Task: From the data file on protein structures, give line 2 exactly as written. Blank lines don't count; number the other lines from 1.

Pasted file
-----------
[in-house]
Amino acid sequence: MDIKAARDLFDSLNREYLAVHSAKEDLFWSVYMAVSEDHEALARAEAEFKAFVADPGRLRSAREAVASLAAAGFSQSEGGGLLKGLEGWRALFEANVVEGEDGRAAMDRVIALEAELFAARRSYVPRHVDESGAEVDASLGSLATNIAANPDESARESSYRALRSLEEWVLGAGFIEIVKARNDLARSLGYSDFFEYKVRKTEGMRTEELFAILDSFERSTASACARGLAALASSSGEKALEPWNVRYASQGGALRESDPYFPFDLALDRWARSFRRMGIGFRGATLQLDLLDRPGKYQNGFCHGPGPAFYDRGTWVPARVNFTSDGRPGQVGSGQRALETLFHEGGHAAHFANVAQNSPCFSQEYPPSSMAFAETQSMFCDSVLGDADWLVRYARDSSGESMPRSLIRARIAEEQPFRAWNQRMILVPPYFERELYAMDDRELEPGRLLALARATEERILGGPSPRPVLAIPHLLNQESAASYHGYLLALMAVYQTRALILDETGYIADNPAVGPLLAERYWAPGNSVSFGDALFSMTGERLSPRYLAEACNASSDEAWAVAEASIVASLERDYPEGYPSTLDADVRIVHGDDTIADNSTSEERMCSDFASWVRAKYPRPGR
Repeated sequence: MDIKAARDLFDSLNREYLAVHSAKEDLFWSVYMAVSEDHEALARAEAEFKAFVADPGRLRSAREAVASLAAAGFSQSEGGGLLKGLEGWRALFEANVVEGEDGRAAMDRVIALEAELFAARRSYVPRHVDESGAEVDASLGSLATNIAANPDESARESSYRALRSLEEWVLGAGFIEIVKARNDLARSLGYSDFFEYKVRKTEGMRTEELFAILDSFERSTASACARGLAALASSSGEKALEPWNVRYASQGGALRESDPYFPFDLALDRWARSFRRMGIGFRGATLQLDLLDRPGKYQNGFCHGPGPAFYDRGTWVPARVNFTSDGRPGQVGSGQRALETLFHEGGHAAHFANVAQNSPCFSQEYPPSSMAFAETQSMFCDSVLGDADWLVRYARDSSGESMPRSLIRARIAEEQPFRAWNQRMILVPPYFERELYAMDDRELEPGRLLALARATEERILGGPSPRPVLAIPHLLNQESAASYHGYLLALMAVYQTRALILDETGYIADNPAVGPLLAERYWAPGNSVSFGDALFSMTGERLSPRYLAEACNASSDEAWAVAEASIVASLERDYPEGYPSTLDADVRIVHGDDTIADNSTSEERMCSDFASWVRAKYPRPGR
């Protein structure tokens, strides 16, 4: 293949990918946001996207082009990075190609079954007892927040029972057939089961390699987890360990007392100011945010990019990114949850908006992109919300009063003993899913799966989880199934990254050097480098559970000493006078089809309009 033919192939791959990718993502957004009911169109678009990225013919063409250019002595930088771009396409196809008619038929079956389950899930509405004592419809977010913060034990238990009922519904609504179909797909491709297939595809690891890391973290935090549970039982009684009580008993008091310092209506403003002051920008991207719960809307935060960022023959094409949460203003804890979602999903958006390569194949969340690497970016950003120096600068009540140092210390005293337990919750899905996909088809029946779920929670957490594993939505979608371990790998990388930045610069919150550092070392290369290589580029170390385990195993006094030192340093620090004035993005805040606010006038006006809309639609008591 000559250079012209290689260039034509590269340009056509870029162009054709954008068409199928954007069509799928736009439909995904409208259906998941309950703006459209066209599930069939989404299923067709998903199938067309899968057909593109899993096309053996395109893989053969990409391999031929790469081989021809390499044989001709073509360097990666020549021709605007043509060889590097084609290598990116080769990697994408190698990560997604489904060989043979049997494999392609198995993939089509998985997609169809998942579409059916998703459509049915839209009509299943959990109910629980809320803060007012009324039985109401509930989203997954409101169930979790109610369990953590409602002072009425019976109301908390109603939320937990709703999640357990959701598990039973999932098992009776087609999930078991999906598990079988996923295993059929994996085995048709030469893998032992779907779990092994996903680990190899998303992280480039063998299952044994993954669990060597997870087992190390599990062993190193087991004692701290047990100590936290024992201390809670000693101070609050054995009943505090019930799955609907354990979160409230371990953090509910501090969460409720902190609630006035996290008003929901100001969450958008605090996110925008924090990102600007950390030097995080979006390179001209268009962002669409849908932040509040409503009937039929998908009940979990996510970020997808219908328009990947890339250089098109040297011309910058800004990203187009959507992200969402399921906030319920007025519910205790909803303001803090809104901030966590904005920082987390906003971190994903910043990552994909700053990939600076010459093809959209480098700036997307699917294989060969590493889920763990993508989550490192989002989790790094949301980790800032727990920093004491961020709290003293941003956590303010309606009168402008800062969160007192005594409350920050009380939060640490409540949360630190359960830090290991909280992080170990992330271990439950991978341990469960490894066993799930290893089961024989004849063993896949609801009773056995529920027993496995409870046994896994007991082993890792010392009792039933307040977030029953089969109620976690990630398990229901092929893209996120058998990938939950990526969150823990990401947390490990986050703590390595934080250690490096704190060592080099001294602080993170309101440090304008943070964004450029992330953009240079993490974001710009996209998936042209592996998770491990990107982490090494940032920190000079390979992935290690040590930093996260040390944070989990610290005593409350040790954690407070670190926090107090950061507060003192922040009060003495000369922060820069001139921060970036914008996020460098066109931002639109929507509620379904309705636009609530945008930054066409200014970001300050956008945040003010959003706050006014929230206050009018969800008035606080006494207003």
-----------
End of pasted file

Amino acid sequence: MDIKAARDLFDSLNREYLAVHSAKEDLFWSVYMAVSEDHEALARAEAEFKAFVADPGRLRSAREAVASLAAAGFSQSEGGGLLKGLEGWRALFEANVVEGEDGRAAMDRVIALEAELFAARRSYVPRHVDESGAEVDASLGSLATNIAANPDESARESSYRALRSLEEWVLGAGFIEIVKARNDLARSLGYSDFFEYKVRKTEGMRTEELFAILDSFERSTASACARGLAALASSSGEKALEPWNVRYASQGGALRESDPYFPFDLALDRWARSFRRMGIGFRGATLQLDLLDRPGKYQNGFCHGPGPAFYDRGTWVPARVNFTSDGRPGQVGSGQRALETLFHEGGHAAHFANVAQNSPCFSQEYPPSSMAFAETQSMFCDSVLGDADWLVRYARDSSGESMPRSLIRARIAEEQPFRAWNQRMILVPPYFERELYAMDDRELEPGRLLALARATEERILGGPSPRPVLAIPHLLNQESAASYHGYLLALMAVYQTRALILDETGYIADNPAVGPLLAERYWAPGNSVSFGDALFSMTGERLSPRYLAEACNASSDEAWAVAEASIVASLERDYPEGYPSTLDADVRIVHGDDTIADNSTSEERMCSDFASWVRAKYPRPGR